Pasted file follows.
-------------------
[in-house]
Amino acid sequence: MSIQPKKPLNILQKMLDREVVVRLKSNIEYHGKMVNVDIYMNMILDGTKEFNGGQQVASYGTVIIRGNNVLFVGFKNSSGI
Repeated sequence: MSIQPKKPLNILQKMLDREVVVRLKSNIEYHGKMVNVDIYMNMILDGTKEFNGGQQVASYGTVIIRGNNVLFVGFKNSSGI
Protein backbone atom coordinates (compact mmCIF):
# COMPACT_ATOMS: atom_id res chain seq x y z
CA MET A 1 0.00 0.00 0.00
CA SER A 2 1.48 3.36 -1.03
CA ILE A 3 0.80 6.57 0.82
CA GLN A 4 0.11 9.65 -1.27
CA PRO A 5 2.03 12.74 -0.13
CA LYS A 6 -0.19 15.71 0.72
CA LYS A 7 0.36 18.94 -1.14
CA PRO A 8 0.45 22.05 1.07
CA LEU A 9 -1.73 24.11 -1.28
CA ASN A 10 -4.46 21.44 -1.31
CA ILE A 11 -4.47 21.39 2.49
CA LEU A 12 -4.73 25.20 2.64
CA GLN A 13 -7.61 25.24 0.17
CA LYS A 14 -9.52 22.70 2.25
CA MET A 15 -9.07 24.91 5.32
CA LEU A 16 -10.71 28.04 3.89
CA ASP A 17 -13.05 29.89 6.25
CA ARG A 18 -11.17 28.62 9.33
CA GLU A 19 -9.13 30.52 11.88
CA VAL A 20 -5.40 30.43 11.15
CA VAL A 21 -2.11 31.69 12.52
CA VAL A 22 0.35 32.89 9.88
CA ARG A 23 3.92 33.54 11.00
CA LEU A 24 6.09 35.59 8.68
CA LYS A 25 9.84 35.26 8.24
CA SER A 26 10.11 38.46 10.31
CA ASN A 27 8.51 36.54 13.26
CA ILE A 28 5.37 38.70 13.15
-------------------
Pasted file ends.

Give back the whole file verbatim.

[in-house]
Amino acid sequence: MSIQPKKPLNILQKMLDREVVVRLKSNIEYHGKMVNVDIYMNMILDGTKEFNGGQQVASYGTVIIRGNNVLFVGFKNSSGI
Repeated sequence: MSIQPKKPLNILQKMLDREVVVRLKSNIEYHGKMVNVDIYMNMILDGTKEFNGGQQVASYGTVIIRGNNVLFVGFKNSSGI
Protein backbone atom coordinates (compact mmCIF):
# COMPACT_ATOMS: atom_id res chain seq x y z
CA MET A 1 0.00 0.00 0.00
CA SER A 2 1.48 3.36 -1.03
CA ILE A 3 0.80 6.57 0.82
CA GLN A 4 0.11 9.65 -1.27
CA PRO A 5 2.03 12.74 -0.13
CA LYS A 6 -0.19 15.71 0.72
CA LYS A 7 0.36 18.94 -1.14
CA PRO A 8 0.45 22.05 1.07
CA LEU A 9 -1.73 24.11 -1.28
CA ASN A 10 -4.46 21.44 -1.31
CA ILE A 11 -4.47 21.39 2.49
CA LEU A 12 -4.73 25.20 2.64
CA GLN A 13 -7.61 25.24 0.17
CA LYS A 14 -9.52 22.70 2.25
CA MET A 15 -9.07 24.91 5.32
CA LEU A 16 -10.71 28.04 3.89
CA ASP A 17 -13.05 29.89 6.25
CA ARG A 18 -11.17 28.62 9.33
CA GLU A 19 -9.13 30.52 11.88
CA VAL A 20 -5.40 30.43 11.15
CA VAL A 21 -2.11 31.69 12.52
CA VAL A 22 0.35 32.89 9.88
CA ARG A 23 3.92 33.54 11.00
CA LEU A 24 6.09 35.59 8.68
CA LYS A 25 9.84 35.26 8.24
CA SER A 26 10.11 38.46 10.31
CA ASN A 27 8.51 36.54 13.26
CA ILE A 28 5.37 38.70 13.15